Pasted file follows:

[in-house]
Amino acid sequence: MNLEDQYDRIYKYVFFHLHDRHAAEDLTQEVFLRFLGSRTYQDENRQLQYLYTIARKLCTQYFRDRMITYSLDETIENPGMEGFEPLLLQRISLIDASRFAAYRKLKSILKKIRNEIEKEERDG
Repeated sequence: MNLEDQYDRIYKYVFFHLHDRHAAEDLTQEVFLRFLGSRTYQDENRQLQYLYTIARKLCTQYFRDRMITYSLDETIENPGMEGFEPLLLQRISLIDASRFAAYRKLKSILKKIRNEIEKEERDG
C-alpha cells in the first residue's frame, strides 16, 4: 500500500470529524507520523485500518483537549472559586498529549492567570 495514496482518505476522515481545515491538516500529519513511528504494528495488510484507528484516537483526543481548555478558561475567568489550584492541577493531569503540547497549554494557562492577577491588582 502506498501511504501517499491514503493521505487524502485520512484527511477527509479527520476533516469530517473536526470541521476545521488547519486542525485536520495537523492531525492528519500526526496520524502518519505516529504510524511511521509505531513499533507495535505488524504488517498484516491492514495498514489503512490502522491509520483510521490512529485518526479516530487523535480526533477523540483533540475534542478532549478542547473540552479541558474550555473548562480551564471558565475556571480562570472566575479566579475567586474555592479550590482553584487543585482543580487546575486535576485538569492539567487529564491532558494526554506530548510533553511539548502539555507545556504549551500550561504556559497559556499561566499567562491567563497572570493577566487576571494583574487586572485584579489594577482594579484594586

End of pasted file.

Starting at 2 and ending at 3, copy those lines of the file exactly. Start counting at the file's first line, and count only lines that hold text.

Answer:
Amino acid sequence: MNLEDQYDRIYKYVFFHLHDRHAAEDLTQEVFLRFLGSRTYQDENRQLQYLYTIARKLCTQYFRDRMITYSLDETIENPGMEGFEPLLLQRISLIDASRFAAYRKLKSILKKIRNEIEKEERDG
Repeated sequence: MNLEDQYDRIYKYVFFHLHDRHAAEDLTQEVFLRFLGSRTYQDENRQLQYLYTIARKLCTQYFRDRMITYSLDETIENPGMEGFEPLLLQRISLIDASRFAAYRKLKSILKKIRNEIEKEERDG